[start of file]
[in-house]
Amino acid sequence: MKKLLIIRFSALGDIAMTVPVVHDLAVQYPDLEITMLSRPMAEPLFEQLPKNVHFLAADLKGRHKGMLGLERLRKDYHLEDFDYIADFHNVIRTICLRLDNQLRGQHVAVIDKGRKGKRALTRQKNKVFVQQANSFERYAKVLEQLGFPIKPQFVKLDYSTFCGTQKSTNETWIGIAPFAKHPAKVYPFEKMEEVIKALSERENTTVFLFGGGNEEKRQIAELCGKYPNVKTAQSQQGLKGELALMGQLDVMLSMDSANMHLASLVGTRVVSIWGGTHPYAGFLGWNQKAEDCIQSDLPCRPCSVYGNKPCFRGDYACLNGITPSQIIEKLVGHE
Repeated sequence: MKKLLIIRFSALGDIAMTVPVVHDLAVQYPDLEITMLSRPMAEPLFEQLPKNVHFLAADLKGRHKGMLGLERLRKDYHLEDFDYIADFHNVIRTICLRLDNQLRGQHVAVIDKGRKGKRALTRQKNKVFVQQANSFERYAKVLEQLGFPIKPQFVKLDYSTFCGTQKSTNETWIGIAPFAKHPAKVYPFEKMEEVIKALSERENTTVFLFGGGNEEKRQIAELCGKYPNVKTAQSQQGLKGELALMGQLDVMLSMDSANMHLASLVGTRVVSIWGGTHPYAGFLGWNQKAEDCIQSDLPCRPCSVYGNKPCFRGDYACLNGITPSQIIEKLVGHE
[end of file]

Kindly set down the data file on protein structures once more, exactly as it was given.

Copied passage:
[in-house]
Amino acid sequence: MKKLLIIRFSALGDIAMTVPVVHDLAVQYPDLEITMLSRPMAEPLFEQLPKNVHFLAADLKGRHKGMLGLERLRKDYHLEDFDYIADFHNVIRTICLRLDNQLRGQHVAVIDKGRKGKRALTRQKNKVFVQQANSFERYAKVLEQLGFPIKPQFVKLDYSTFCGTQKSTNETWIGIAPFAKHPAKVYPFEKMEEVIKALSERENTTVFLFGGGNEEKRQIAELCGKYPNVKTAQSQQGLKGELALMGQLDVMLSMDSANMHLASLVGTRVVSIWGGTHPYAGFLGWNQKAEDCIQSDLPCRPCSVYGNKPCFRGDYACLNGITPSQIIEKLVGHE
Repeated sequence: MKKLLIIRFSALGDIAMTVPVVHDLAVQYPDLEITMLSRPMAEPLFEQLPKNVHFLAADLKGRHKGMLGLERLRKDYHLEDFDYIADFHNVIRTICLRLDNQLRGQHVAVIDKGRKGKRALTRQKNKVFVQQANSFERYAKVLEQLGFPIKPQFVKLDYSTFCGTQKSTNETWIGIAPFAKHPAKVYPFEKMEEVIKALSERENTTVFLFGGGNEEKRQIAELCGKYPNVKTAQSQQGLKGELALMGQLDVMLSMDSANMHLASLVGTRVVSIWGGTHPYAGFLGWNQKAEDCIQSDLPCRPCSVYGNKPCFRGDYACLNGITPSQIIEKLVGHE